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Which New Health Technologies Do We Need to Achieve an End to HIV/AIDS?

  • Glenda E. Gray ,

    Glenda.gray@mrc.ac.za

    Affiliations: South African Medical Research Council, Cape Town, South Africa, Perinatal HIV Research Unit, Faculty of Health Sciences, University of the Witwatersrand, Johannesburg, South Africa

  • Fatima Laher,

    Affiliation: Perinatal HIV Research Unit, Faculty of Health Sciences, University of the Witwatersrand, Johannesburg, South Africa

  • Tanya Doherty,

    Affiliations: South African Medical Research Council, Cape Town, South Africa, School of Public Health, University of Western Cape, Bellville, South Africa, School of Public Health, University of the Witwatersrand, Johannesburg, South Africa

  • Salim Abdool Karim,

    Affiliations: Centre for the AIDS Programme of Research in South Africa, University of KwaZulu-Natal, Durban, South Africa, Mailman School of Public Health, Columbia University, New York City, New York, United States of America

  • Scott Hammer,

    Affiliation: Columbia University Medical Center, New York City, New York, United States of America

  • John Mascola,

    Affiliation: Vaccine Research Center, National Institute of Allergy and Infectious Diseases, National Institutes of Health. Bethesda, Maryland, United States of America

  • Chris Beyrer,

    Affiliations: Johns Hopkins Bloomberg School of Public Health, Baltimore, Maryland, United States of America, The International AIDS Society, Geneva, Switzerland

  • Larry Corey

    Affiliation: HIV Vaccine Trials Network, Vaccine and Infectious Disease Division, Fred Hutchinson Cancer Research Center, Seattle, Washington

Which New Health Technologies Do We Need to Achieve an End to HIV/AIDS?

  • Glenda E. Gray, 
  • Fatima Laher, 
  • Tanya Doherty, 
  • Salim Abdool Karim, 
  • Scott Hammer, 
  • John Mascola, 
  • Chris Beyrer, 
  • Larry Corey
PLOS
x

Correction

7 Jun 2016: The PLOS Biology Staff (2016) Correction: Which New Health Technologies Do We Need to Achieve an End to HIV/AIDS? doi: info:doi/10.1371/journal.pbio.1002487 View correction

Abstract

In the last 15 years, antiretroviral therapy (ART) has been the most globally impactful life-saving development of medical research. Antiretrovirals (ARVs) are used with great success for both the treatment and prevention of HIV infection. Despite these remarkable advances, this epidemic grows relentlessly worldwide. Over 2.1 million new infections occur each year, two-thirds in women and 240,000 in children. The widespread elimination of HIV will require the development of new, more potent prevention tools. Such efforts are imperative on a global scale. However, it must also be recognised that true containment of the epidemic requires the development and widespread implementation of a scientific advancement that has eluded us to date—a highly effective vaccine. Striving for such medical advances is what is required to achieve the end of AIDS.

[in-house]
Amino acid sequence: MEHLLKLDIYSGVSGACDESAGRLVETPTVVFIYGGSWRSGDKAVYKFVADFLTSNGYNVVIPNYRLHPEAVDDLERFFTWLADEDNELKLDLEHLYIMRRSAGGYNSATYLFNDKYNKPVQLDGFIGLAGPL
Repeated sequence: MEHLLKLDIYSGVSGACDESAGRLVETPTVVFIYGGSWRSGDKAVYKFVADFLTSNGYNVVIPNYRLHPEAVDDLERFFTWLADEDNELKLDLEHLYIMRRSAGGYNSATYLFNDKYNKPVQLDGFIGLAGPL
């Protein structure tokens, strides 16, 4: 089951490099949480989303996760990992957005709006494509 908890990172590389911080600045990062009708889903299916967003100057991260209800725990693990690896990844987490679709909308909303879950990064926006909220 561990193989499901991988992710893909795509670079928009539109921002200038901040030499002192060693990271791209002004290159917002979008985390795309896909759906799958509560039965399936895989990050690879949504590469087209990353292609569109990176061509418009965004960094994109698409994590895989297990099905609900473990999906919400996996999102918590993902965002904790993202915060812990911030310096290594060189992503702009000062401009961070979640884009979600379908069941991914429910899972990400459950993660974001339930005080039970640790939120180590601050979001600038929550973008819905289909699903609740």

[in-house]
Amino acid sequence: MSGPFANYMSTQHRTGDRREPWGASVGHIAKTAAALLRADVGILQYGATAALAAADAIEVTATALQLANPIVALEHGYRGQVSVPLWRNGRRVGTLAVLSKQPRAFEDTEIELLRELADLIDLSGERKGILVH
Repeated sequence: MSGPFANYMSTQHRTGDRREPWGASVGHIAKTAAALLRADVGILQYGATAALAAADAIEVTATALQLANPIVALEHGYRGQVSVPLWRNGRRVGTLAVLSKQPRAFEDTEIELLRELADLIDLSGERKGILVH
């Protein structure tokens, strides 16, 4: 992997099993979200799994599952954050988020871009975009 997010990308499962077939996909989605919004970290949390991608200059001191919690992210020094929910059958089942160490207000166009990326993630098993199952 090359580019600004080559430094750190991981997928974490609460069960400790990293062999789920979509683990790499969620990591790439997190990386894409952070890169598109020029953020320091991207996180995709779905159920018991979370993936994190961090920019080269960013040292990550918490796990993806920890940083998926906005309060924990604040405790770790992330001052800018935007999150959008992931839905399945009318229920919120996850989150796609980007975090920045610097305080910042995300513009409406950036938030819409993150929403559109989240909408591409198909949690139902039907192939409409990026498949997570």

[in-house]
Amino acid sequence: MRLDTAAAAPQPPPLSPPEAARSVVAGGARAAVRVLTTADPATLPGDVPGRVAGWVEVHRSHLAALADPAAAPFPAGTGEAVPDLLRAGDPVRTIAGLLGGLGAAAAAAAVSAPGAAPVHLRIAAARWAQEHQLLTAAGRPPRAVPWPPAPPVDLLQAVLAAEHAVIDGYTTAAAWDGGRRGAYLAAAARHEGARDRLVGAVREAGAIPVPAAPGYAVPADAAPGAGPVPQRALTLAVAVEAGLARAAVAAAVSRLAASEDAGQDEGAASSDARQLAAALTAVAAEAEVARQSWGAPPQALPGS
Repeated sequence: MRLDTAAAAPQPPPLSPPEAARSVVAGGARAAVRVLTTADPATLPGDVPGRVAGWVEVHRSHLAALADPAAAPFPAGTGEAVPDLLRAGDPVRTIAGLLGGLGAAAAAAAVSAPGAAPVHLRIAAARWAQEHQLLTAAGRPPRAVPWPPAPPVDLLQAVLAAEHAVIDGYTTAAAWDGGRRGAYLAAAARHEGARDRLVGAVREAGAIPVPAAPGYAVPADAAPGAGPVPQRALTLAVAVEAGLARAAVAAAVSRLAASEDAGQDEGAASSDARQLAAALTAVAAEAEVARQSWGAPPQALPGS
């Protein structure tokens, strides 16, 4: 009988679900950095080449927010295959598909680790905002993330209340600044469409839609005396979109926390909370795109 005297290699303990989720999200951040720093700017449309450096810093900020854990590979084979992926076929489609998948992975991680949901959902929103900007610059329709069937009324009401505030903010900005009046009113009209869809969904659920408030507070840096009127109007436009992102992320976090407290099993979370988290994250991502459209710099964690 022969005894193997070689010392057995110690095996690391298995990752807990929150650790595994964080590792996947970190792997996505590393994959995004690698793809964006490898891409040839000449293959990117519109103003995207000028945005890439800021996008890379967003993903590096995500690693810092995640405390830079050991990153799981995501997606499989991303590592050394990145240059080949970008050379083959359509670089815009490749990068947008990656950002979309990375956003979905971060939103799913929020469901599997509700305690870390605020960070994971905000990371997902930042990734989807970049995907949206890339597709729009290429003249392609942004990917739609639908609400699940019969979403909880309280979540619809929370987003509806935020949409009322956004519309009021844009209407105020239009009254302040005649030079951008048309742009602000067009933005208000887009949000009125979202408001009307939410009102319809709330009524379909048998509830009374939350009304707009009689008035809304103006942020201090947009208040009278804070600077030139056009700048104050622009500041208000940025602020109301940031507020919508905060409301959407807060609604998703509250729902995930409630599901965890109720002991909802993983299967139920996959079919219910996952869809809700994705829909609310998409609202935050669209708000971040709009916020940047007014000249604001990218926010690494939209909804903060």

In the last 15 years, antiretroviral therapy (ART) has been the most globally impactful life-saving development of medical research. Antiretrovirals (ARVs) are used with great success for both the treatment and prevention of HIV infection. In the United States, the widespread implementation of combination ARVs led to the virtual eradication of mother-to-child transmission of HIV from 1,650 cases in 1991 to 110 cases in 2011, and a turnaround in AIDS deaths from an almost 100% five-year mortality rate to a five-year survival rate of 91% in HIV-infected adults [1]. Currently, the estimated average lifespan of an HIV-infected adult in the developed world is well over 40 years post-diagnosis. Survival rates in the developing world, although lower, are improving: in sub-Saharan Africa, AIDS deaths fell by 39% between 2005 and 2013, and the biggest decline, 51%, was seen in South Africa [2].

Furthermore, the association between ART, viremia, and transmission has led to the concept of “test and treat,” with the hope of reducing community viral load by testing early and initiating treatment as soon as a diagnosis of HIV is made [3]. Indeed, selected regions of the world have begun to actualize the public health value of ARVs, from gains in life expectancy to impact on onward transmission, with a potential 1% decline in new infections for every 10% increase in treatment coverage [2]. In September 2015, WHO released new guidelines removing all limitations on eligibility for ART among people living with HIV and recommending pre-exposure prophylaxis (PrEP) to population groups at significant HIV risk, paving the way for a global onslaught on HIV [4].

Despite these remarkable advances, this epidemic grows relentlessly worldwide. Over 2.1 million new infections occur each year, two-thirds in women and 240,000 in children [2]. In heavily affected countries, HIV infection rates have only stabilized at best: the annualized acquisition rates in persons in their first decade of sexual activity average 3%–5% yearly in southern Africa [57]. These figures are hardly compatible with the international health community’s stated goal of an “AIDS-free generation” [8,9]. In highly resourced settings, microepidemics of HIV still occur, particularly among gays, bisexuals, and men who have sex with men (MSM) [10]. HIV epidemics are expanding in two geographic regions in 2015—the Middle East/North Africa and Eastern Europe/Central Asia—largely due to challenges in implementing evidence-based HIV policies and programmes [2]. Even for the past decade in the US, almost 50,000 new cases recorded annually, two-thirds among MSM, has been a stable figure for years and shows no evidence of declining [1].